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46709 Posts in 5588 Topics by 13299 Members Latest Member: - Jason DAngelo Most online today: 74 - most online ever: 843 (October 22, 2020, 11:18:00 PM)
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Author Topic: [SS / TWoN] Refreshment and direct antagonism  (Read 7773 times)
Paolo D.
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Posts: 78


« on: August 28, 2010, 05:02:05 AM »

In this other thread we was talking about refreshment.

Eero, defining a refresh, said:
Quote
Clear signs of the refreshing nature of a scene are if it's an empty beat in the plot, it's sympathetic, if the SG gets to introduce new fictional elements without immediate antagonism, and if the character lets his hair down and does things he might later regret.

So, Ezio wrote this example...
Quote
Robert is playing his character, Conan, end he's in a refresh scene... say he's refreshing Instinct
We all know how Conan refresh his Instinct: he's in a stinky tavern, drunk like a baboon, gloating about stealing the Eye of Gungrun from his temple, with a wench under each arm, one blonde, one brunette.
I, as the story guide, know what to do: the door slams open, the temple guards storm into the room, accusing Conan to be the sacrilegious thief.

...and Eero:
Quote
Your example is a bit incomplete in that we don't know why the SG is introducing the temple guards. There are essentially two legit reasons: either the SG wants to start a new scene with a bang right after the Refresh (either a "you fight guards" scene or "you wake up in jail" scene, doesn't matter), or he wants to bring in a chance at a Vigor refresh via a harmless tavern brawl. So if the guards are boisterous comic drunks Conan bests with ease (perhaps a simple unresisted Ability check, failure signifying that Conan is bested himself, but to no ill effect), then that's just a typical Vigor refreshing scene.

Bold is mine.

My question is: if in a refreshment the Story Guide can't do immediate antagonism (he would ruin the refreshing nature of the scene), how can he call in the guards to defeat Conan, take him and throw him in jail? I think that this is immediate antagonism (and maybe a bit deprotagonizing too).

Maybe it's just my personal taste about this sort of things, but I've got the feeling that this is not a correct refreshment scene...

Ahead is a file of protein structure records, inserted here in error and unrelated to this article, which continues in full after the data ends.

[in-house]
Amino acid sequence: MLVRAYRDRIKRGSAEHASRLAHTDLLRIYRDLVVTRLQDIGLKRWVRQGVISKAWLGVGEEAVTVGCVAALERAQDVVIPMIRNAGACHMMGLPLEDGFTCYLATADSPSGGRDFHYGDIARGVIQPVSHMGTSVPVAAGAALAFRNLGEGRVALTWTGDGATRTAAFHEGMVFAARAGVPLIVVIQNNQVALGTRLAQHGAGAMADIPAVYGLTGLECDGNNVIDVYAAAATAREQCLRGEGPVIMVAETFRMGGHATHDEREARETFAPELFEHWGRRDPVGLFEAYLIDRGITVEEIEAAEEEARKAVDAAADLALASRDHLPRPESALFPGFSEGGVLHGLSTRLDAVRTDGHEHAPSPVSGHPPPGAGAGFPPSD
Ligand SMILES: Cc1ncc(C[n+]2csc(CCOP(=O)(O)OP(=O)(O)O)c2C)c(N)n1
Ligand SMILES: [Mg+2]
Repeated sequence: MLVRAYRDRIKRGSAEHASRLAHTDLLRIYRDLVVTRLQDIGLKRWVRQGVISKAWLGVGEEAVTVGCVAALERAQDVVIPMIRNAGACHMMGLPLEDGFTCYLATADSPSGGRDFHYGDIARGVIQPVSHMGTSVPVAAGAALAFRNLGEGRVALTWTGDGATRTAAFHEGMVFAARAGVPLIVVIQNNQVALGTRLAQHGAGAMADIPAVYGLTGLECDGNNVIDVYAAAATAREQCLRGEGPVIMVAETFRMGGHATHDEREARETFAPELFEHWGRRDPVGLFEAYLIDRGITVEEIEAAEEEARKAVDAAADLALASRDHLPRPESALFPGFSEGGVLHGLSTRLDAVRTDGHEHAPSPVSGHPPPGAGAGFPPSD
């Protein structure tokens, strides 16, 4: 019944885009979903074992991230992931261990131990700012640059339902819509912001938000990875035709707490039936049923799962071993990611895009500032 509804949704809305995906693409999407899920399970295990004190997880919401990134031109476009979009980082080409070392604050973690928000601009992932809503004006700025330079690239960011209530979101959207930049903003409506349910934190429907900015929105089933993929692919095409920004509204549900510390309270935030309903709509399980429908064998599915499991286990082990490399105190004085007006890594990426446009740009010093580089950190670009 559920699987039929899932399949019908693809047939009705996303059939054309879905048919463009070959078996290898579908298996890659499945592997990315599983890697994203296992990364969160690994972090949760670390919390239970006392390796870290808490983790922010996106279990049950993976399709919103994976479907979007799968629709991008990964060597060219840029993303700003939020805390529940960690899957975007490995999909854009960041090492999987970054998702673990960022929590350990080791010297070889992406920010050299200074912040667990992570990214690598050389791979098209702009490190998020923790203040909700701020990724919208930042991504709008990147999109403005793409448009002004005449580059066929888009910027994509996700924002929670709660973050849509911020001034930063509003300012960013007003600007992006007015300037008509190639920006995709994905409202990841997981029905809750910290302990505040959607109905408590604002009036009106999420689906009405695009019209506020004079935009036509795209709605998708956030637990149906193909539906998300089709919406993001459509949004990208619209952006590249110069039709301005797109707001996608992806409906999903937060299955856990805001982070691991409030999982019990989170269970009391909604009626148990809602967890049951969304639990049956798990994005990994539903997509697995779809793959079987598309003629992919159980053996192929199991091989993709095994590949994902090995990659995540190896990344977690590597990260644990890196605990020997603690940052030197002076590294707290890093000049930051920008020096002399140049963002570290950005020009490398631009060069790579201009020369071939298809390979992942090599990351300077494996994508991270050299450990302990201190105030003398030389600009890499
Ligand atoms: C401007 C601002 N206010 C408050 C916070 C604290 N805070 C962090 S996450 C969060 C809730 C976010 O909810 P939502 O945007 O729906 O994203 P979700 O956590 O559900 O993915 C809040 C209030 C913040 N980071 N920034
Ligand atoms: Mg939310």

...however, the "you fight guard" option would be good for me: Conan let his guard down in the tavern, allowing the guards to reach him, then, CUT: the refreshment scene is over, and in the next one we'll play the conflict "Conan VS Guards" as always (because a fight with serious consequences is immediate antagonism). But "you wake up in jail" is very different, as I wrote up here.

So I thought: "Why don't ask Eero?" ;-)
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Eero Tuovinen
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« Reply #1 on: August 29, 2010, 09:25:13 AM »

Conan getting thrown in jail is a valid refreshment scene. It goes like this:

GM: What are you doing for your refresh, Conan?
Player: Why, I'm going to drink up and make merry, for tomorrow we may all die.
GM: Sounds good to me. You meet an interesting outlander named Ezio, who first tries to cheat you in dice but then teams up with you in a valiant effort to map out the town's tavern selection for a tourist guide you think up somewhere in between the fifth wine bottle and the first keg of northern ale, but definitely before the dancing girls join your tavern-crawl.
Player: That's Vigour and Instinct refresh, I take it? Conan leaves the scribing to his new best friend, but he's very studious about scouting the taverns.
GM: Quite. Next scene, you both wake up in jail after your drunken binge.

One of the things you can do with a refresh scene is to frame the character into a difficulty that is both credible and sympathetic regarding the character's human nature. As I phrase it in the SS text, the character is letting his hair down, the player is giving the SG a tacit permission to introduce a sequence of events where the character simply acts foolishly in a human way; this is implied by the request for a refresh scene, for the nature of refresh is such that the character cannot really control himself: if his superego stays firmly in control, as represented by the player's better judgment, then it's not really a refreshment scene.

(The above is not to say that a player cannot make "bad choices" for his character, nor does it mean that a bad choice must imply a refreshment scene. It's just one feature of refresh, to be used or not as a tool of dramatic coordination. If putting Conan into jail is a necessity for him to encounter the dramatic substance you have in mind, a refresh scene is where you can do it without fuzz.)

What I wrote earlier about the soldiers meant to point towards the above sort of situation: if the soldiers are simply intended as a segue between the tavern scene and the jail scene, then there's no need for a conflict in between: the SG can say that sorry Conan, you're too drunk to resist effectively, off you go to the stocks to hear what the fat merchant wants for springing you out of slave caleer duty. The soldiers are just scenery that can be skipped entirely, just like I did above in the dialogue. On the part of the player this may be considered a strong suggestion: he does have some leeway for negotiation, but I'd suggest that if he finds the situation credible he should honor the spirit of the refresh and play along until Conan sobers up and regains his head.